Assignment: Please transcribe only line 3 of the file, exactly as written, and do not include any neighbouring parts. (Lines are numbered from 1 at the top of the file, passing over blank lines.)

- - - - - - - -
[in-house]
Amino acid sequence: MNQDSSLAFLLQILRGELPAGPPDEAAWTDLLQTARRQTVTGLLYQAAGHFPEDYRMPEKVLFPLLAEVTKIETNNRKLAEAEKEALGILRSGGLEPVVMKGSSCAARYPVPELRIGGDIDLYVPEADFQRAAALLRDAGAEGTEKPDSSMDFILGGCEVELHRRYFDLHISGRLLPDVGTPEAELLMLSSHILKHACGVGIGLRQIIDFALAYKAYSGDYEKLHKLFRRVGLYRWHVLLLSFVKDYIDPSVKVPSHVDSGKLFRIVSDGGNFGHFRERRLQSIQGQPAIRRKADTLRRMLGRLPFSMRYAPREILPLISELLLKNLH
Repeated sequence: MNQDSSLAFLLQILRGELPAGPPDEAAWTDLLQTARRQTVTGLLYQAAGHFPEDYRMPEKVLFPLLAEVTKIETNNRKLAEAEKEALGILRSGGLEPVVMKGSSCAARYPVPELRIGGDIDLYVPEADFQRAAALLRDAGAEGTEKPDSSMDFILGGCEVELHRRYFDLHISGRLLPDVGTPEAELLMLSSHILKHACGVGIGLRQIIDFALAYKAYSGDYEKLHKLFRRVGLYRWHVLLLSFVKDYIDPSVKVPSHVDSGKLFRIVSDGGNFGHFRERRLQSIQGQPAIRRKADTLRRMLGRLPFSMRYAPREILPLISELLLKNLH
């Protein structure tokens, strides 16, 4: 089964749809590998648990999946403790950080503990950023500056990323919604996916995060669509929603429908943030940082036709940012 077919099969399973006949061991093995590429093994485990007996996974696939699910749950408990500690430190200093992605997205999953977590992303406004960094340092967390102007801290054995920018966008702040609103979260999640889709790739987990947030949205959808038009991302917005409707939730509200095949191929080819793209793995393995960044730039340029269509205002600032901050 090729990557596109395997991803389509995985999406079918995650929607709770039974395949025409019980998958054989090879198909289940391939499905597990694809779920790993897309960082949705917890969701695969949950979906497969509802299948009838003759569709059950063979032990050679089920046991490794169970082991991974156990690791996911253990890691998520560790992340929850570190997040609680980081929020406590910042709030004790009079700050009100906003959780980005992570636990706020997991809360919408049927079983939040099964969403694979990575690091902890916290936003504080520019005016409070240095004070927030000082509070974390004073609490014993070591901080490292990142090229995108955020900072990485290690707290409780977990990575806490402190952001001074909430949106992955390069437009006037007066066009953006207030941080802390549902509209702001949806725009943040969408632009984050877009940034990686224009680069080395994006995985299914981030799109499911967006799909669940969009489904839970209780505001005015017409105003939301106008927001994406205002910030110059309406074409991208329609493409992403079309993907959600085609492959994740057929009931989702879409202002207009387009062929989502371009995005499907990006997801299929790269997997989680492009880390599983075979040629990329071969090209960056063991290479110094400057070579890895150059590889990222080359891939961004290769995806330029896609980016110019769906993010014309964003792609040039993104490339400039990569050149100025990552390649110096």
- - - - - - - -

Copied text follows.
Repeated sequence: MNQDSSLAFLLQILRGELPAGPPDEAAWTDLLQTARRQTVTGLLYQAAGHFPEDYRMPEKVLFPLLAEVTKIETNNRKLAEAEKEALGILRSGGLEPVVMKGSSCAARYPVPELRIGGDIDLYVPEADFQRAAALLRDAGAEGTEKPDSSMDFILGGCEVELHRRYFDLHISGRLLPDVGTPEAELLMLSSHILKHACGVGIGLRQIIDFALAYKAYSGDYEKLHKLFRRVGLYRWHVLLLSFVKDYIDPSVKVPSHVDSGKLFRIVSDGGNFGHFRERRLQSIQGQPAIRRKADTLRRMLGRLPFSMRYAPREILPLISELLLKNLH